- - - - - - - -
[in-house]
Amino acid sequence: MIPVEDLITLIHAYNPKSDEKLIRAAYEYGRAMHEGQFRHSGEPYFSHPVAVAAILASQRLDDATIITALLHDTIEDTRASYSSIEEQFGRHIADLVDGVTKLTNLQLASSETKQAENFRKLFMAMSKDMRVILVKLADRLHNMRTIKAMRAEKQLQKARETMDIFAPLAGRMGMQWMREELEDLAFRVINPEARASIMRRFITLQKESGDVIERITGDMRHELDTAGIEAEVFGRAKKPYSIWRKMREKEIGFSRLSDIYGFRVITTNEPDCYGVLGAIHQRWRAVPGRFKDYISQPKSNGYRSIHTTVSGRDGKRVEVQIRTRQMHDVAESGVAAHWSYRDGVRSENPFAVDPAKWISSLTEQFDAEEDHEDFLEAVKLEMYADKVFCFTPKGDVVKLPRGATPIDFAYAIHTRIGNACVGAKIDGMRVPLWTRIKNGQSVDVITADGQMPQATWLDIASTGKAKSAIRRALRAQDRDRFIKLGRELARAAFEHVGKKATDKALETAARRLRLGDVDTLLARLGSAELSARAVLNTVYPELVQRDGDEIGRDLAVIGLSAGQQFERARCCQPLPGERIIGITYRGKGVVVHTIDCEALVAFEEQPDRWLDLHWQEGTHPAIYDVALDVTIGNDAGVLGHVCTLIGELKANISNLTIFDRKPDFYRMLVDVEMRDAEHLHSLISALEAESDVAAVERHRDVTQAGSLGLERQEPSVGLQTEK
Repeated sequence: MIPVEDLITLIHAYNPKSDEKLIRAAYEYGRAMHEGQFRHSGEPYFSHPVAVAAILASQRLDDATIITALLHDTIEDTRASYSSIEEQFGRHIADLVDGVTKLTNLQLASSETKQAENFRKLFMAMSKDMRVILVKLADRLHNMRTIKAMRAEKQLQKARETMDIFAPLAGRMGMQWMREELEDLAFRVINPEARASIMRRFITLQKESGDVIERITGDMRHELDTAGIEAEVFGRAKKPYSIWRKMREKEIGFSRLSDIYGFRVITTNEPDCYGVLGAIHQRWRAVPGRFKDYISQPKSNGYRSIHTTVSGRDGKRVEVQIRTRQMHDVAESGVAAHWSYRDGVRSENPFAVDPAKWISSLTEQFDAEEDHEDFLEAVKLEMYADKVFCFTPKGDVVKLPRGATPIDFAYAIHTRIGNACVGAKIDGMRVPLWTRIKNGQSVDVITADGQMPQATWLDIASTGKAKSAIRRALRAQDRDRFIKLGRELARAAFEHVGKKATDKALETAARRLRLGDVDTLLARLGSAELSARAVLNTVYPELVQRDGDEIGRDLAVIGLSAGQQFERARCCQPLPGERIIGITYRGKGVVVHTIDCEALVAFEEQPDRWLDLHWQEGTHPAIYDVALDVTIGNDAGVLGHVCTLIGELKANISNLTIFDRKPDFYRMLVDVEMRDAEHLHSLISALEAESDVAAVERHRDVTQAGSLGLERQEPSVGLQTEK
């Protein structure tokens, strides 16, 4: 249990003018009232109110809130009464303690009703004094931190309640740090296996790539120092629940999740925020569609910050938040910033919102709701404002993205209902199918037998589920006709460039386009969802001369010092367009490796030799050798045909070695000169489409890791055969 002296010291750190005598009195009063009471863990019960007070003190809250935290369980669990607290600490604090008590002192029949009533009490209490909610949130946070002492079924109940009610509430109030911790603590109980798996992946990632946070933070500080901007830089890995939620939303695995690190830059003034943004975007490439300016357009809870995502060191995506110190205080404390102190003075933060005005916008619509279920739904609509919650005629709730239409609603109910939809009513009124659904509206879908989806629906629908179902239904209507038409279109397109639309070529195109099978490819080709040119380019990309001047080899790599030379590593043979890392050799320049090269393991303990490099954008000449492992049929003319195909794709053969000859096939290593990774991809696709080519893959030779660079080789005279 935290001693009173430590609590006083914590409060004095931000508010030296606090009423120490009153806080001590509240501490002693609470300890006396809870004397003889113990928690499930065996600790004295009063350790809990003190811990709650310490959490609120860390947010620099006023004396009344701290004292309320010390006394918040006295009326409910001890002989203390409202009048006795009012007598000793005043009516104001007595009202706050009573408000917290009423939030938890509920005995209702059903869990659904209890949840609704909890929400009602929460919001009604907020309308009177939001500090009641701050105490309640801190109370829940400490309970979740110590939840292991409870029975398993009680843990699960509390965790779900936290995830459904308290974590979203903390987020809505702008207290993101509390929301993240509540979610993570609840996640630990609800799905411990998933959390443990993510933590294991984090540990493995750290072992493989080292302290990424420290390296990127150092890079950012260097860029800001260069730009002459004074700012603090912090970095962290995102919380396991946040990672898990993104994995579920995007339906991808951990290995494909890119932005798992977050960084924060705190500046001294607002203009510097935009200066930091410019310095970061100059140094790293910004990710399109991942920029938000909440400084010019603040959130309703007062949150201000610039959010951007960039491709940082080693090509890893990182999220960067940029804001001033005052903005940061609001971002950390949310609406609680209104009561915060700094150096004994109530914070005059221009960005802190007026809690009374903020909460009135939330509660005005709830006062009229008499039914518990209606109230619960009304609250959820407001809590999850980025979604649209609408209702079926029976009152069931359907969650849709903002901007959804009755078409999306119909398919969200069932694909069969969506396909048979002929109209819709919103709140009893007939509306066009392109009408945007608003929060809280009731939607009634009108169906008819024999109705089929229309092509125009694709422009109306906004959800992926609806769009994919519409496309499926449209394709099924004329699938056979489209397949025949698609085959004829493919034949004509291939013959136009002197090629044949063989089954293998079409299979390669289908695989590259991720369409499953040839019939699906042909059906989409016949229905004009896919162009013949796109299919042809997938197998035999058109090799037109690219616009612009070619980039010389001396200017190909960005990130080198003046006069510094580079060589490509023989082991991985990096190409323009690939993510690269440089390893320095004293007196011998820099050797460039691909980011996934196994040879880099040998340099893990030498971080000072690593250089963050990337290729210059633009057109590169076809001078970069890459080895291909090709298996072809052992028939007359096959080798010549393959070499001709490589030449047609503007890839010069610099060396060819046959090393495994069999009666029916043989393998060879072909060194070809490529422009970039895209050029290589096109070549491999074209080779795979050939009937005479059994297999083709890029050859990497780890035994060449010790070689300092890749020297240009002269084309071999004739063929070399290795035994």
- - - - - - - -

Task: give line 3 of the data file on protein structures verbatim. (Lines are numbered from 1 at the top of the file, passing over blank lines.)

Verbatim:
Repeated sequence: MIPVEDLITLIHAYNPKSDEKLIRAAYEYGRAMHEGQFRHSGEPYFSHPVAVAAILASQRLDDATIITALLHDTIEDTRASYSSIEEQFGRHIADLVDGVTKLTNLQLASSETKQAENFRKLFMAMSKDMRVILVKLADRLHNMRTIKAMRAEKQLQKARETMDIFAPLAGRMGMQWMREELEDLAFRVINPEARASIMRRFITLQKESGDVIERITGDMRHELDTAGIEAEVFGRAKKPYSIWRKMREKEIGFSRLSDIYGFRVITTNEPDCYGVLGAIHQRWRAVPGRFKDYISQPKSNGYRSIHTTVSGRDGKRVEVQIRTRQMHDVAESGVAAHWSYRDGVRSENPFAVDPAKWISSLTEQFDAEEDHEDFLEAVKLEMYADKVFCFTPKGDVVKLPRGATPIDFAYAIHTRIGNACVGAKIDGMRVPLWTRIKNGQSVDVITADGQMPQATWLDIASTGKAKSAIRRALRAQDRDRFIKLGRELARAAFEHVGKKATDKALETAARRLRLGDVDTLLARLGSAELSARAVLNTVYPELVQRDGDEIGRDLAVIGLSAGQQFERARCCQPLPGERIIGITYRGKGVVVHTIDCEALVAFEEQPDRWLDLHWQEGTHPAIYDVALDVTIGNDAGVLGHVCTLIGELKANISNLTIFDRKPDFYRMLVDVEMRDAEHLHSLISALEAESDVAAVERHRDVTQAGSLGLERQEPSVGLQTEK